Most client collaboration today happens through email. Documents are emailed back and forth with titles like "Draft of 2/1", "Draft_Jane_Edits". Comments are posted in reply to all emails which become harder to follow with each new reply. In the middle of it all is the busy partner, drowning in hundreds of emails a day from multiple projects.
Wiki-based client collaboration is different. By setting up private wiki workspaces, shared directly with their clients, professional services teams have a single, easy-to-manage place where they can put all the materials related to a project or client: letters of proposal, powerpoint documents, legal filings, product designs, to-do lists, meeting notes, etc. Because clients have access to the shared collaboration wiki, they can easily access the latest version of materials, and offer comments, questions, and feedback right in the wiki. The result is a satisfied client who can always find the latest materials and feels truly integrated with project team.
Business Social Networks
In today's dynamic business environment, few companies can "go it alone." Leading companies recognize the importance of surrounding themselves with an ecosystem of customers, suppliers, distributors, resellers, and other types of business partners. These relationships are invaluable, both for the direct value they provide and for the insights and feedback that a thoughtful partner can provide to a company.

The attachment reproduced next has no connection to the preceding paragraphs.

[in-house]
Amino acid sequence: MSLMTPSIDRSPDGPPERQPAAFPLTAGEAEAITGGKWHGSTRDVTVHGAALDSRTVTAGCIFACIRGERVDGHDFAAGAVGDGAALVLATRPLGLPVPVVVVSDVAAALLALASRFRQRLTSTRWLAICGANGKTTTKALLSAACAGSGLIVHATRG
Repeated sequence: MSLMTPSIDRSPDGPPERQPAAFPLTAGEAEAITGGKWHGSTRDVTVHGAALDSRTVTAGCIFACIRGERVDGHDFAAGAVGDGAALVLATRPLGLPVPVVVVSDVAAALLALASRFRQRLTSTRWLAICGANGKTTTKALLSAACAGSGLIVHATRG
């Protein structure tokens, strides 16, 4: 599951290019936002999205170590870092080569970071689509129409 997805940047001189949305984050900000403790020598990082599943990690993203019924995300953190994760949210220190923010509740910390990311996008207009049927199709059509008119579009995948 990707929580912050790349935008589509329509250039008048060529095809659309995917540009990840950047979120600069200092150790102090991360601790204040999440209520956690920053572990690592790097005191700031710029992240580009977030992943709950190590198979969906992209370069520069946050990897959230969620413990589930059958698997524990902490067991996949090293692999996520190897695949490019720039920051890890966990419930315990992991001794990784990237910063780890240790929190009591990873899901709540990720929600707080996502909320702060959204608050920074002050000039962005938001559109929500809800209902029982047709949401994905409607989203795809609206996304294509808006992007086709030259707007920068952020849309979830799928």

The value of these business networks is limited by the fact that most interactions with customers and partners happens 1-1: A manager talks with his channel partners, or exchanges emails with a customer. Far more valuable, however, is a forum where channel partners, customers, and other stakeholders can talk with each other. Wiki-based business social networks can create conversations where all a company's strategic stakeholders--internal and external--can talk directly to each other to share experiences, answer questions, offer feedback to the company, and ideate on product and service improvements. The result is a rich source of insights for the company, as well as a highly energized and committed group of stakeholders.